EU Action Plan to reduce NPLs: Time to act before it’s too late.
The European Union (EU) aims to prevent an impending financial crisis with an action plan to reduce NPLs. In this interview Freda Stockfleth, Senior Vice President Corporate Legal and Public Affairs at EOS, discusses the proposed measures and explains what the plan means for the NPL market.
- In the wake of the pandemic, there are fears about an increase in the NPL rate in Europe.
- To avert a financial crisis, the European Commission has developed an action plan which is inter alia designed to strengthen the NPL market.
- The plan will affect credit servicers and purchasers like EOS.
Why is an EU action plan needed to reduce NPLs?
FREDA STOCKFLETH: The COVID-19 crisis has hit many individuals and businesses hard. The fact that we still had a comparatively low number of insolvencies in 2020 is due primarily to measures like moratoriums, which initially gave borrowers a reprieve. As soon as they expire, an increase in non-performing loans is likely. The crisis will then have a marked impact on banks too. With its action plan, the EU wants to avert another financial crisis.
So how do we counter this crisis?
We know that we cannot completely avert an increase in non-performing loans. But we also know that the situation does not need to be as bad as it was after the financial crisis of 2008. However, speed is of the essence, so I am pleased that this issue has gained momentum in 2021. The EU Commission published the plan that outlines the preventive measures in December 2020.
Why is an EU-wide solution called for?
The COVID-19 pandemic has shown us yet again that EU Member States have become very closely intertwined both legally and economically. Especially in the banking sector. Moreover, apart from small local banks several major banking groups operate in numerous EU countries. If one of those corporations gets into difficulties, national borders are meaningless.
Through investments in NPLs, companies like EOS make a substantial contribution to stabilizing the European economic system, and this is an aspect that has been clearly highlighted by the action plan.
Which measures does the EU Action Plan propose to help reduce NPLs?
The three main objectives of the action plan are to protect borrowers, harmonize European insolvency laws and strengthen the NPL market. This last point, for example, includes the transparency of the data provided to credit purchasers prior to a sale. The better the quality of the data regarding the loans which are offered, the better investors can assess the quality of the receivables and offer the best possible price. Other measures are designed to make it easier for new buyers to enter the NPL market.
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So, besides banks, the EU Action Plan covers credit servicers and purchasers...
Exactly. In June the European institutions agreed on a directive specifically aimed at credit servicers and purchasers. It is intended to harmonize the authorization procedures for credit servicers in future, for example. I think this is a good thing. But there are some aspects of this directive that in my view interfere very strongly with established business processes.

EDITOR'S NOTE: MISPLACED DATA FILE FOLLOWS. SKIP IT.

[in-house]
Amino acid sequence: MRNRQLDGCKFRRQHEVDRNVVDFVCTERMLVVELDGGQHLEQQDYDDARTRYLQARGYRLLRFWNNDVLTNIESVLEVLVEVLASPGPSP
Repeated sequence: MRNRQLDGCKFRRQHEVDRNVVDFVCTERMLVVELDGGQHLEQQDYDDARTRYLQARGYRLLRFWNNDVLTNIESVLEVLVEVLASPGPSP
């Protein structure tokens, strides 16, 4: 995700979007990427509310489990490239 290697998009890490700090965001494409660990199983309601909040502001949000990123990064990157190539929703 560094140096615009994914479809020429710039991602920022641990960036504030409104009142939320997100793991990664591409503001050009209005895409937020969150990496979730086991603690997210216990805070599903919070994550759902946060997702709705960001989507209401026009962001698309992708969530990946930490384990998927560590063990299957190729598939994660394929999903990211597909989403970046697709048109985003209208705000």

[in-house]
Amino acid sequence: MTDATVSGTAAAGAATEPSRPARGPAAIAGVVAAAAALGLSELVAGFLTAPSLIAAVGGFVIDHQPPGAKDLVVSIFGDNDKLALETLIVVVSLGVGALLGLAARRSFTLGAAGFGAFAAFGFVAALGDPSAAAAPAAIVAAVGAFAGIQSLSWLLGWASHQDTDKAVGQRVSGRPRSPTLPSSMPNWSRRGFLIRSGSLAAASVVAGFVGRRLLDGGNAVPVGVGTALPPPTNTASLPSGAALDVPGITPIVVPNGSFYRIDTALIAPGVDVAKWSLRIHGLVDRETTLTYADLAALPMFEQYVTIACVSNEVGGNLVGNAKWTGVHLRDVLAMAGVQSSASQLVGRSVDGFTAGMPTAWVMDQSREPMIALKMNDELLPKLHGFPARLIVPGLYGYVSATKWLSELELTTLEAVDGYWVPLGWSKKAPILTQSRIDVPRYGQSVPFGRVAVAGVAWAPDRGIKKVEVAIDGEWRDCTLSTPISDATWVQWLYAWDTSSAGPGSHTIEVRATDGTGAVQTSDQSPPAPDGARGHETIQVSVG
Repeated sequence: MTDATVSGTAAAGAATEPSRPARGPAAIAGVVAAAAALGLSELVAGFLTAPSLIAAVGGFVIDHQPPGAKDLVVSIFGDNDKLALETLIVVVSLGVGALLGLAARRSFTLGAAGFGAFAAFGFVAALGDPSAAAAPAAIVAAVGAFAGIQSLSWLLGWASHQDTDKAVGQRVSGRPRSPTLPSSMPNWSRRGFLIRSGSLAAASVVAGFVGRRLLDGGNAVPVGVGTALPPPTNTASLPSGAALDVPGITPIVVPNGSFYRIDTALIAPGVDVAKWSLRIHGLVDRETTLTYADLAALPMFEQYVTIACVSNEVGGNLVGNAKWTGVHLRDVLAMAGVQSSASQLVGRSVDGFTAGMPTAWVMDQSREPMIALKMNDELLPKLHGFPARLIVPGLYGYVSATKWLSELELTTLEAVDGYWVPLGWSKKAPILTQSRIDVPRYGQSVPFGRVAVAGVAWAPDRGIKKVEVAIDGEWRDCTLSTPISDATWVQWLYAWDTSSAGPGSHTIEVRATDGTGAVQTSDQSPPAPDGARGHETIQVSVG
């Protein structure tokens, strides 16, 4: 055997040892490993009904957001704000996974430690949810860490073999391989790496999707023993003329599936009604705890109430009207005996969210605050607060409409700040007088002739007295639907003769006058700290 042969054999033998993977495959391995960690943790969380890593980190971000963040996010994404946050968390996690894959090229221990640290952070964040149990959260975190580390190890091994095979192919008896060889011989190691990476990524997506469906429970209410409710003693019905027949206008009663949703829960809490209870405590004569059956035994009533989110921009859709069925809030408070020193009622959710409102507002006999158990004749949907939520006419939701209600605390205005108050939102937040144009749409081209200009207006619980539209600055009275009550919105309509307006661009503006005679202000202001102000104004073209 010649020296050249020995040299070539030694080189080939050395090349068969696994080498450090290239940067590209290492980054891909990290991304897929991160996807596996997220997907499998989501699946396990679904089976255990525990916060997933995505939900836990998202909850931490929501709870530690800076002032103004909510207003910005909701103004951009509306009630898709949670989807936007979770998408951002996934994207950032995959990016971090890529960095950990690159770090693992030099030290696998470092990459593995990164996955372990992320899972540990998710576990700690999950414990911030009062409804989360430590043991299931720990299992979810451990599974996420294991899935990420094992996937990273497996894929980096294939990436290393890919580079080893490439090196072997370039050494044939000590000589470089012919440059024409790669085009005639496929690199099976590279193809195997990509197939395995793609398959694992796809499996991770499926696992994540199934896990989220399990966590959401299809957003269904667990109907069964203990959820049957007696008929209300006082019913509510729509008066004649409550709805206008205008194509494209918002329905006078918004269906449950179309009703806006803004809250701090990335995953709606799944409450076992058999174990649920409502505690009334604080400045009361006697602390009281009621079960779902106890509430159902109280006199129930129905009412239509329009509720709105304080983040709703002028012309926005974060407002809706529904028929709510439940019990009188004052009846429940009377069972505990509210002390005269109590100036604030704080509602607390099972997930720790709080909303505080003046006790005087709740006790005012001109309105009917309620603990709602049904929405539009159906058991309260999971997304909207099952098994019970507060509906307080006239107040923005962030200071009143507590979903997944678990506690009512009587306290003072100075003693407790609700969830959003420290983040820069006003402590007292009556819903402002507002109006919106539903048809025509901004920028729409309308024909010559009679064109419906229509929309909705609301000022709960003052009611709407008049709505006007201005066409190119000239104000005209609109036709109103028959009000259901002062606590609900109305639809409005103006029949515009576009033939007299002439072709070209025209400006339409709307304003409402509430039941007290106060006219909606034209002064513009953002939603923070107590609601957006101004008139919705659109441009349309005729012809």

What are they?
For example, the directive opens up the possibility of generally prohibiting credit servicers from accepting monies from defaulting payers. Not only is this contrary to the usual practice in Europe, but it would be a strong intervention and would make a lot of things more difficult in practice.
What would be the consequence of such a change?
Basically, it would make the owner of the loan, i.e., the investor, responsible for accepting and administering payments. To do so, the investor would have to set up an account for the repayments from borrowers. Investors would need to establish and monitor such bank accounts themselves, even though they have specifically engaged a credit servicer to take care of this. In the case of EOS, this would not be a problem in cases in which we act both as investor and credit servicer. But because we do not always act as both, the handling would be impractical for us too. It would be even more inconvenient for those that are solely investors, e.g., large private equity funds. When they invest in NPLs they do not want to open bank accounts themselves in several EU countries, but prefer to pass on this task to reputable, licensed servicers. Anyone who has ever opened a bank account in another country will know that even within the EU the process is still challenging.
What does EOS think about the EU Action Plan to reduce NPLs?
First of all, we are pleased that the topic has become a priority again, thanks to the publication of the action plan in December 2020.
We welcome harmonized requirements for NPL investors and their service providers as well as high consumer protection standards. At the same time, however, consideration should be given to the impact on the operations of credit servicers in practice. Through investments in NPLs, companies like EOS make a substantial contribution to stabilizing the European economic system, and this aspect has been clearly highlighted by the action plan. To be able to offer these solutions, the business has to be worthwhile for the purchasers of the loans.
In your opinion, will the EU action plan change the NPL market in the long term?
That remains to be seen. From the current perspective, it is in any case sending out a message to all players on the NPL market. The message is that you need to do something before Europe finds itself in a second financial crisis.
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